People didn’t get that guarantee, because they couldn’t give it.There was no corporate-prayer service for when baby’s diaper exploded across the kitchen, and parents need a solvent to clean with. There was no corporate-barricade barring the front door against their own, unwanted intruders. There wasn’t even a corporate-identity. The thing simply existing as part of an individual’s designation. Their actual titles were designed as reflowable to adjust to ever-shifting political-correctness.

But people were all of those things and more.

The mistake was moulding people to an existence between 9AM and 5PM. That world’s totality at your voluntary request, but nonexistent otherwise. And when it did not exist, you did not exist. It was no different than being released from chain-gang to pass time, too tired and battered to do more than daydream, intentionally.

And why wouldn’t people be so battered? Two generations of corporate formation and overt political-correctness had dulled even the sharpest wits. People needed only accept the bargain was good enough for slaves. Since slaves were good and slavery bad, it was good for you, right?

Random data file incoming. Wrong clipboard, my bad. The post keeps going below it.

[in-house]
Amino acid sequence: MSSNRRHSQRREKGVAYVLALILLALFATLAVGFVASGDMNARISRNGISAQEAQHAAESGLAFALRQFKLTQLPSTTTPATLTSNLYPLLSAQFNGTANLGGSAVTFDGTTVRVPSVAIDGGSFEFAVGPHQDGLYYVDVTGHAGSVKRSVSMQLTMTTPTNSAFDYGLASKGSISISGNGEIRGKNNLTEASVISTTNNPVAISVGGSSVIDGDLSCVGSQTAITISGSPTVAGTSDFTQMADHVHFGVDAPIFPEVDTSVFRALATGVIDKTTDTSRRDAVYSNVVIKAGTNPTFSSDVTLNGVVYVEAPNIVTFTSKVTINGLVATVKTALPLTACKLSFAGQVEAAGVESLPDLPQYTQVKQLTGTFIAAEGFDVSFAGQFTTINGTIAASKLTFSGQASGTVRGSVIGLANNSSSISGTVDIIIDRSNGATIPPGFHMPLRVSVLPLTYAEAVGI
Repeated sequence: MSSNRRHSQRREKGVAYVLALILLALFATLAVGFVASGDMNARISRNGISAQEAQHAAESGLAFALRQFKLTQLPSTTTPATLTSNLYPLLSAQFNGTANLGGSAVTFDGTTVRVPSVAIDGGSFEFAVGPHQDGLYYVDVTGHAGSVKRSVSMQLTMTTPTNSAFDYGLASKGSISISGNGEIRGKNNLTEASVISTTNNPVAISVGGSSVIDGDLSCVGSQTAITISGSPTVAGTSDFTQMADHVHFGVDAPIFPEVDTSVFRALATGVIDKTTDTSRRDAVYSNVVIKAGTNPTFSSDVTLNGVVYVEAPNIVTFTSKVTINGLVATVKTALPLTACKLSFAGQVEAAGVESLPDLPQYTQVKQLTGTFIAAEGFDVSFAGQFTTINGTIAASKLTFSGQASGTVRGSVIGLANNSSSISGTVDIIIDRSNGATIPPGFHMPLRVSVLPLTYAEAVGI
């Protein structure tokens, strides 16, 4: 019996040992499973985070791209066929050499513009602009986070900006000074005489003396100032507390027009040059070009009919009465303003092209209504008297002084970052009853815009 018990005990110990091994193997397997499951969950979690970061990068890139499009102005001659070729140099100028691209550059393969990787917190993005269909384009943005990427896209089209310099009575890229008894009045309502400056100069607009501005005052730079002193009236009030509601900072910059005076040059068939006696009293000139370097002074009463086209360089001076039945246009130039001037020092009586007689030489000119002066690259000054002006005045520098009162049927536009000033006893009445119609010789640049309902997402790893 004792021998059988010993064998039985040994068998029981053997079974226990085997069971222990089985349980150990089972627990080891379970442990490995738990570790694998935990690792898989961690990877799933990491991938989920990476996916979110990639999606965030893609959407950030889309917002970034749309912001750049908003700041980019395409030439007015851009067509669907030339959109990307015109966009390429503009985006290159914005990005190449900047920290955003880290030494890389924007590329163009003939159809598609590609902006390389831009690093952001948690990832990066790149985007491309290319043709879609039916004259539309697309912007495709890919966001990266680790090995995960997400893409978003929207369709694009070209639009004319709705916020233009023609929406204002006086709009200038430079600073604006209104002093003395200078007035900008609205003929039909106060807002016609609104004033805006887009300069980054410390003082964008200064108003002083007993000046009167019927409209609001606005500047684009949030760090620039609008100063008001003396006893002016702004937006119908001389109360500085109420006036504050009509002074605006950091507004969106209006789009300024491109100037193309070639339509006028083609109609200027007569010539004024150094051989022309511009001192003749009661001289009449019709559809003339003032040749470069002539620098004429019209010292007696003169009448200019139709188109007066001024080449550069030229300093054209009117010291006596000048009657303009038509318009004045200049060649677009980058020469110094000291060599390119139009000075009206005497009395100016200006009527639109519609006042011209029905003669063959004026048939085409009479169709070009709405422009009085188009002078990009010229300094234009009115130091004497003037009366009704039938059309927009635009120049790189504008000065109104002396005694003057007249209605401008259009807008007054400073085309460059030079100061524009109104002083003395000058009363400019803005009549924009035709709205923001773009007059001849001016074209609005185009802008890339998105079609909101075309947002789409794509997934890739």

Most people swallowed it without resistance. The chains came later; after compliance but before realization.

The manipulation was obvious. More-so from the outside. Unfortunately few were heard through the din. General insanity had filled the world, post digital-age. Sheer-will oozed enough through to the more enlightened among them. Those few, also broken and damaged, saw no peaceful strategy remaining.

The message for them was clear; run.

The few whom did eventually became the Resistance’s spine and the nerves along its central column. They were more fortunate than most. No more or less intelligent, just aware and better-positioned. They saw enough of the barrel aimed at them to know to duck.

They jumped ship right up ‘til the war, ensuring the survival of the culture they defected to. Their own immortality assured therein. Living as they did ensured they remained important symbols, even if it was all they knew of how, why, what for.